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Computerized tomography (CT scan) for brain tumoursCComputerized tomography (CT scan) for brain tumoursComputerized tomography (CT scan) for brain tumoursEnglishNeurologyChild (0-12 years);Teen (13-18 years)BrainNervous systemTestsAdult (19+)NA2009-07-10T04:00:00ZEric Bouffet, MD, FRCPCUte Bartels, MD8.0000000000000068.00000000000001019.00000000000Flat ContentHealth A-Z<p>An in-depth description of what is involved in a CT scan as part of the medical diagnosis of a brain tumor. Answers from Canadian Paediatric Hospitals.</p><p>Computerized tomography (CT) is a type of diagnostic imaging that uses X-rays and a computer to take cross-sectional pictures of your child's body. As it pertains to brain tumours, these cross-sectional images would be taken of your child's brain. These pictures allow doctors to see the structures inside the brain at different levels. Diagnostic imaging scans done on the brain are sometimes called neuroimaging scans or studies. The CT machine scans the brain in “slices” to produce pictures or images. Each image shows a different “slice” or level of the brain. These images or scans are interpreted by a specialized doctor called a radiologist. The length of your child’s CT scan depends on many things. A routine scan may take anywhere from five to 30 minutes, depending on the situation and well-being of the child.</p><h2>Key points</h2> <ul><li>Computerized tomography ( CT) is a type of diagnostic imaging that uses X-rays and a computer to take cross-sectional pictures of your child's body.</li> <li>Many children require medicine to help them sleep so that they will lie still for the full CT scan.</li> <li>Tell your child exactly what will happen when the CT scan is being done: what they will see, hear, and feel.</li> <li>A radiologist will review the CT scan, and a report will be sent to your doctor, who will discuss the results with you.</li></ul>
La tomodensitométrie (TDM) pour les tumeurs cérébralesLLa tomodensitométrie (TDM) pour les tumeurs cérébralesComputerized tomography (CT scan) for brain tumoursFrenchNeurologyChild (0-12 years);Teen (13-18 years)BrainNervous systemTestsAdult (19+)NA2009-07-10T04:00:00ZEric Bouffet, MD, FRCPCUte Bartels, MD8.0000000000000068.00000000000001019.00000000000Flat ContentHealth A-Z<p>Description détaillée de ce qui joue un rôle dans la tomodensitométrie par ordinateur dans le cadre du diagnostic médical d’une tumeur cérébrale. Réponses des hôpitaux pédiatriques canadiens.</p><p>La tomodensitométrie par ordinateur est un type d’imagerie diagnostique ou l’on se sert des radiographies et d’un ordinateur afin de prendre des images de coupe transversale du corps de votre enfant. En ce qui concerne les tumeurs cérébrales, on prendrait ces images en coupe transversale de l’encéphale de votre enfant. Ces images permettent aux médecins de voir les structures internes de l’encéphale à divers niveaux. Les imageries diagnostiques effectuées dans l’encéphale sont parfois appelées neuroimageries ou études. L’appareil de tomodensitométrie par ordinateur balaie l’encéphale en « tranches » afin de produire des photos ou des images. Chaque image montre une « tranche » ou un niveau différent de l’encéphale. Ces images sont interprétées par un médecin spécialisé qui porte le titre de radiologiste. La durée de la tomodensitométrie par ordinateur de votre enfant dépend de bon nombre de choses. Une imagerie de routine peut prendre entre 5 et 30 minutes, selon la situation et le bien‑être de votre enfant.</p><h2>À retenir</h2> <ul><li>La tomodensitométrie (TDM) est un type d’imagerie diagnostique qui emploie des radiographies et un ordinateur afin d’obtenir des images transversales du corps de votre enfant.</li> <li>Plusieurs enfants ont besoin de médicaments pour les aider à dormir afin qu’ils demeurent immobiles tout au long de l’examen tomodensitométrique.</li> <li>Racontez à votre enfant ce qui va exactement se passer au moment de l’examen tomodensitométrique : ce qu’il verra, entendra et ressentira.</li> <li>Un radiologue analysera les images tomodensitométriques et un rapport sera transmis à votre médecin qui discutera des résultats avec vous.</li></ul>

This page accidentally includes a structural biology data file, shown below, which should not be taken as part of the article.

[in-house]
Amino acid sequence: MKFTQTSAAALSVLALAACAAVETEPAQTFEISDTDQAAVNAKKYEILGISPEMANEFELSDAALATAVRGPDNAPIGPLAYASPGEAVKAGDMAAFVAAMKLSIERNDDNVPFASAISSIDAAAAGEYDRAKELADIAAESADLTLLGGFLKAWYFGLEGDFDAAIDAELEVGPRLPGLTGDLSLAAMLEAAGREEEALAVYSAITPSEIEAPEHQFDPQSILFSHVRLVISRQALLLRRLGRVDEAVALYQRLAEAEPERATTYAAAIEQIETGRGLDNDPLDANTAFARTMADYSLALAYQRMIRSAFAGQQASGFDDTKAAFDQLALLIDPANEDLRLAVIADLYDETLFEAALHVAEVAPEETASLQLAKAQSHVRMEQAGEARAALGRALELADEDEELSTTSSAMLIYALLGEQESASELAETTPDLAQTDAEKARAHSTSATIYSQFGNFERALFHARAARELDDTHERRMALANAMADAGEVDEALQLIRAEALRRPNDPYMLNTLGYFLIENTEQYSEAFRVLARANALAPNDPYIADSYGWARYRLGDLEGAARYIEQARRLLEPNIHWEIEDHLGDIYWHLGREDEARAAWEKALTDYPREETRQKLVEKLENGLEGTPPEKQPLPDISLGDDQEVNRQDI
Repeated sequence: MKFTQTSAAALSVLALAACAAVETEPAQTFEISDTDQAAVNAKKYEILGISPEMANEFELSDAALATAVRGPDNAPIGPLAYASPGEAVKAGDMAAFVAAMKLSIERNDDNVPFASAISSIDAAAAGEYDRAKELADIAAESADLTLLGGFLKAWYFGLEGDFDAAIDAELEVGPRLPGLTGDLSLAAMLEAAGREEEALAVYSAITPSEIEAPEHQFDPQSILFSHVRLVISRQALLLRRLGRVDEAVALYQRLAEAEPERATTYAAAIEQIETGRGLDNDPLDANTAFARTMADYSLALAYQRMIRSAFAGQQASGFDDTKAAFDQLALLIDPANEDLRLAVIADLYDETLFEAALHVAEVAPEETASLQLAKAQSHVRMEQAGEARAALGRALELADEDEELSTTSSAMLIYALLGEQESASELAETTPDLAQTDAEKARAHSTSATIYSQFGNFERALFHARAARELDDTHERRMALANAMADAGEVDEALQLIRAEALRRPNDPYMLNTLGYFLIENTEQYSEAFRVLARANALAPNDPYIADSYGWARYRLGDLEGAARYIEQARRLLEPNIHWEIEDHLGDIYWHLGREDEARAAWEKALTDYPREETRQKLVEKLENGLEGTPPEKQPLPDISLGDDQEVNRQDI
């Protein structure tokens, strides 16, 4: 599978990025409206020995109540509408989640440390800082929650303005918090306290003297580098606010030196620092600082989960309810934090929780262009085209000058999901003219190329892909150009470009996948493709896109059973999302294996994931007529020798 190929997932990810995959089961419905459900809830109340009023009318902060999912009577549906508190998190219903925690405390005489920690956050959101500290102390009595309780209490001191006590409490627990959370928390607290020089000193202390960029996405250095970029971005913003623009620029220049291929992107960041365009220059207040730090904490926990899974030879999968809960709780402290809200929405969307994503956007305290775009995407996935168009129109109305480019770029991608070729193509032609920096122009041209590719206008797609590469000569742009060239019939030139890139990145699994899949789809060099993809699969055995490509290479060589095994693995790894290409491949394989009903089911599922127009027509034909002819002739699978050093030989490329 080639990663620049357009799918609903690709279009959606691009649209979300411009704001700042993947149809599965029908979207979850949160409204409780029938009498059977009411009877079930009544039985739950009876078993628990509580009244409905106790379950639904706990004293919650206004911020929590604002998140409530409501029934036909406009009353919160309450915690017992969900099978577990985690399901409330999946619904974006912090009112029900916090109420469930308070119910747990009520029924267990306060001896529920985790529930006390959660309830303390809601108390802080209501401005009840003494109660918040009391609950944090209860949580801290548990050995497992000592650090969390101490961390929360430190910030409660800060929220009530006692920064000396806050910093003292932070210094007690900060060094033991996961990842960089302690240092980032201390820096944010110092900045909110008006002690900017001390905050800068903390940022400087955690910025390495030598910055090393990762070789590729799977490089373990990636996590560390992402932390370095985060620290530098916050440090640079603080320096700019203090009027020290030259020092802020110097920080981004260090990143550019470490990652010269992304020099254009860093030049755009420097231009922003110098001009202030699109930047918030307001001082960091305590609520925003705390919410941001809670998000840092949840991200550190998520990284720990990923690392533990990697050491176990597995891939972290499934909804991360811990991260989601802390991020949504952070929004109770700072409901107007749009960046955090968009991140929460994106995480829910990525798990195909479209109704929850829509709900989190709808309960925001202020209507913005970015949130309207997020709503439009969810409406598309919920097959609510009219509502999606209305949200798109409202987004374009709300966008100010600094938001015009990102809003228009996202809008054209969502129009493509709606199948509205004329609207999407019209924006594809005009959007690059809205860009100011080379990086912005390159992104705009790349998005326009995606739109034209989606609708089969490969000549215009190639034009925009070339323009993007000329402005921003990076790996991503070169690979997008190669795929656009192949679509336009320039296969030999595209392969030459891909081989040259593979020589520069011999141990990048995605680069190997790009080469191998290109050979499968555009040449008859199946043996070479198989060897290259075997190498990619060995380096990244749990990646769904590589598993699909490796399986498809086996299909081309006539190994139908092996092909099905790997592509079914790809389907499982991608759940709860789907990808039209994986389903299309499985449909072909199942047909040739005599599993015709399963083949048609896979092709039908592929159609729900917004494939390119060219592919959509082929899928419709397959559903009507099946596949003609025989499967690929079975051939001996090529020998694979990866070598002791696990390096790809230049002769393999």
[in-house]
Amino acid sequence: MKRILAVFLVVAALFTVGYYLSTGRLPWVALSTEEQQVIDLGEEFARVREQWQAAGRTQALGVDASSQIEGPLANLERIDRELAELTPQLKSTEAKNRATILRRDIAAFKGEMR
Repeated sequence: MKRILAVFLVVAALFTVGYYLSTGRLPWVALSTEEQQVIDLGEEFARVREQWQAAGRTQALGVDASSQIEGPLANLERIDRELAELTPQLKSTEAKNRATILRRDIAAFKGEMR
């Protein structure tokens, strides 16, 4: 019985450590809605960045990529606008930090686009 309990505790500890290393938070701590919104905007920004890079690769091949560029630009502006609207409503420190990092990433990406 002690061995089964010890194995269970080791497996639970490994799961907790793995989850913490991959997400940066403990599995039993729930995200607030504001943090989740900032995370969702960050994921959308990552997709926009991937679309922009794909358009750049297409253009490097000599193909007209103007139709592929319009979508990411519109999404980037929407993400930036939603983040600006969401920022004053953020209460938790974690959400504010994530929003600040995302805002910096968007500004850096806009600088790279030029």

Computerized tomography (CT scan) for brain tumours1333.00000000000Computerized tomography (CT scan) for brain tumoursComputerized tomography (CT scan) for brain tumoursCEnglishNeurologyChild (0-12 years);Teen (13-18 years)BrainNervous systemTestsAdult (19+)NA2009-07-10T04:00:00ZEric Bouffet, MD, FRCPCUte Bartels, MD8.0000000000000068.00000000000001019.00000000000Flat ContentHealth A-Z<p>An in-depth description of what is involved in a CT scan as part of the medical diagnosis of a brain tumor. Answers from Canadian Paediatric Hospitals.</p><p>Computerized tomography (CT) is a type of diagnostic imaging that uses X-rays and a computer to take cross-sectional pictures of your child's body. As it pertains to brain tumours, these cross-sectional images would be taken of your child's brain. These pictures allow doctors to see the structures inside the brain at different levels. Diagnostic imaging scans done on the brain are sometimes called neuroimaging scans or studies. The CT machine scans the brain in “slices” to produce pictures or images. Each image shows a different “slice” or level of the brain. These images or scans are interpreted by a specialized doctor called a radiologist. The length of your child’s CT scan depends on many things. A routine scan may take anywhere from five to 30 minutes, depending on the situation and well-being of the child.</p><h2>Key points</h2> <ul><li>Computerized tomography ( CT) is a type of diagnostic imaging that uses X-rays and a computer to take cross-sectional pictures of your child's body.</li> <li>Many children require medicine to help them sleep so that they will lie still for the full CT scan.</li> <li>Tell your child exactly what will happen when the CT scan is being done: what they will see, hear, and feel.</li> <li>A radiologist will review the CT scan, and a report will be sent to your doctor, who will discuss the results with you.</li></ul><figure> <span class="asset-image-title">Neurological CT Scan</span> <img src="https://assets.aboutkidshealth.ca/akhassets/BT_Neuro_CT_small_MEDIMG-PHO_EN.jpg" alt="Neurological CT Scan " /> </figure> <p>Computerized tomography (CT) is a type of diagnostic imaging that uses X-rays and a computer to take cross-sectional pictures of your child's body. As it pertains to brain tumours, these cross-sectional images would be taken of your child's brain. These pictures allow doctors to see the structures inside the brain at different levels. Diagnostic imaging scans done on the brain are sometimes called neuroimaging scans or studies. The CT machine scans the brain in “slices” to produce pictures or images. Each image shows a different “slice” or level of the brain. These images or scans are interpreted by a specialized doctor called a radiologist. The length of your child’s CT scan depends on many things. A routine scan may take anywhere from five to 30 minutes, depending on the situation and well-being of the child. </p><p></p><h2>Is there any preparation for a CT scan?</h2><p>If your child is old enough and able to lie perfectly still for an hour, then no special preparation is usually needed for the scans. However, many children need medicine to help them sleep so they will lie still for the scan. The type of sedation your child needs depends on your child's age and medical condition. Some children have a sedative by mouth and others will receive a general anaesthetic. Before having any sedation or general anaesthetic, your child will have to be careful about what they eat or drinks. The treatment team will tell you when your child needs to stop eating and drinking before the CT. Your child may have to wear hospital clothing or a gown during the scan. </p><h2>Who will be doing the CT scan?</h2><p>The CT scan will be done by a team of three people. A medical radiation technologist will take the pictures of your child and assist the nurse. The nurse will help you and your child throughout the scan and give your child sedation if needed. A radiologist (a doctor who specializes in diagnostic images) will check your child’s scan before you leave to make sure it is complete. </p><h2>Will my child be given any needles for the CT scan?</h2><p>Children who are being sedated or are having a general anaesthetic will in most cases need to get a needle. Some CT scans give the doctor more information when they are done with a special liquid called a contrast fluid. This clear, colourless fluid is given to your child through a small tube or needle inserted into a vein in the hand or arm (intravenous or IV). The liquid is quite safe. If the physician feels that your child’s scan would be better with this liquid, it will be given partway through the study. </p><h2>What should I tell my child?</h2><p>Tell your child exactly what will happen when the CT scan is being done: what they will see, hear, and feel. Here is a brief description — and remember, CT scans do not hurt, although the needle may hurt. </p> <figure> <span class="asset-image-title">Magnetic Resonance Imaging (MRI) Procedure</span> <img src="https://assets.aboutkidshealth.ca/akhassets/NEURO_CT_EQUIP-PHO_FR.jpg" alt="Magnetic Resonance Imaging (MRI) Procedure" /> </figure> <p>One parent may stay in the room with the child during the scan. You will be given a lead coat to wear. When you enter the room, you will see a table and a large white box with a hole in the middle. This is the camera. The camera makes some noise when it takes a picture, but it will not touch your child. </p><ol><li>The technologist will make sure that your child is lying on the table in the correct position for the CT scan. For a CT scan of the brain, your child's head will be closer to the camera. The table will then move up and into the chamber, where the pictures are taken. Your child can sleep (or pretend to sleep), or you can read them a story to help the time go faster. </li><li>After some pictures have been taken, the physician may ask for X-ray contrast fluid to be given to your child. The contrast may make your child feel warm or experience a funny taste (some say it is like bananas). This reaction is normal and will go away quickly. </li><li>After the camera has stopped scanning, the physician will check the pictures, ask for a few more to be taken, or decide that the CT scan is finished. It is always important for your child to keep still until the pictures have been checked and the scan is complete. When the scan is finished, the technologist or nurse will help your child off the table. </li></ol><h2>What happens after the CT scan?</h2><p>If your child has had sedation, you must stay until they are awake. This can take up to two hours. The nurse will let you know when you can leave. A radiologist will review the CT scan, and a report will be sent to your doctor. Your doctor will discuss the results of the scan with you at a follow-up appointment. </p><p>If your child had a sedative, they may be sleepy, grumpy, and unsteady for four to six hours. Please check on your child carefully for about six hours after the test. Give your child only small sips of clear liquids such as water or apple juice. Your child may have a regular meal if she feels like eating. When your child is fully awake, they may return to their usual activities. </p><h2>What is the difference between a CT scan and MRI?</h2><p>A CT is a type of X-ray, while an MRI uses strong magnetic fields and radio waves to produce an image. </p><p>Either computerized tomography (CT) or magnetic resonance imaging (MRI) may have been used initially to diagnose a brain tumour, when it was unknown what was causing the symptoms. However, in general, an MRI study is the most useful type of scan to look at the brain and spine (central nervous system). If available, an MRI is probably more likely to be used for repeat scans once a tumour has been confirmed. A CT scan is faster, and general anaesthesia is most often avoidable. Therefore, CT scan may be needed in emergency situations, i.e., to rule out hydrocephalus or acute hemorrhage. </p>Computerized tomography (CT scan) for brain tumours